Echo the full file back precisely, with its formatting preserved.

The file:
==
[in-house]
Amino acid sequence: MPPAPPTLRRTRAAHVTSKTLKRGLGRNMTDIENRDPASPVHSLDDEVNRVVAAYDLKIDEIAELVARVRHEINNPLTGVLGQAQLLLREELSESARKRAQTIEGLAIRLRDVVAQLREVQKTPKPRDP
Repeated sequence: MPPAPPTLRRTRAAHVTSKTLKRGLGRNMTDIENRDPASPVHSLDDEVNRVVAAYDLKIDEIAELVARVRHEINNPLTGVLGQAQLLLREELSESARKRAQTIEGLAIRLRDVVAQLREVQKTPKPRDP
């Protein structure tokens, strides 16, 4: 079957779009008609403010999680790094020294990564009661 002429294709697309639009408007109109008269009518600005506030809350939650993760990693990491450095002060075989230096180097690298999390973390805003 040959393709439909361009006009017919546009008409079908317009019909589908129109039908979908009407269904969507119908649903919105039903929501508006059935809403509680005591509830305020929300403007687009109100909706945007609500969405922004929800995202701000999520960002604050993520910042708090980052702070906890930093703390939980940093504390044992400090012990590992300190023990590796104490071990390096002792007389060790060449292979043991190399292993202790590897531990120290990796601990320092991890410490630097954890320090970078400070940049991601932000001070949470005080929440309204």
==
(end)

[in-house]
Amino acid sequence: MPPAPPTLRRTRAAHVTSKTLKRGLGRNMTDIENRDPASPVHSLDDEVNRVVAAYDLKIDEIAELVARVRHEINNPLTGVLGQAQLLLREELSESARKRAQTIEGLAIRLRDVVAQLREVQKTPKPRDP
Repeated sequence: MPPAPPTLRRTRAAHVTSKTLKRGLGRNMTDIENRDPASPVHSLDDEVNRVVAAYDLKIDEIAELVARVRHEINNPLTGVLGQAQLLLREELSESARKRAQTIEGLAIRLRDVVAQLREVQKTPKPRDP
């Protein structure tokens, strides 16, 4: 079957779009008609403010999680790094020294990564009661 002429294709697309639009408007109109008269009518600005506030809350939650993760990693990491450095002060075989230096180097690298999390973390805003 040959393709439909361009006009017919546009008409079908317009019909589908129109039908979908009407269904969507119908649903919105039903929501508006059935809403509680005591509830305020929300403007687009109100909706945007609500969405922004929800995202701000999520960002604050993520910042708090980052702070906890930093703390939980940093504390044992400090012990590992300190023990590796104490071990390096002792007389060790060449292979043991190399292993202790590897531990120290990796601990320092991890410490630097954890320090970078400070940049991601932000001070949470005080929440309204």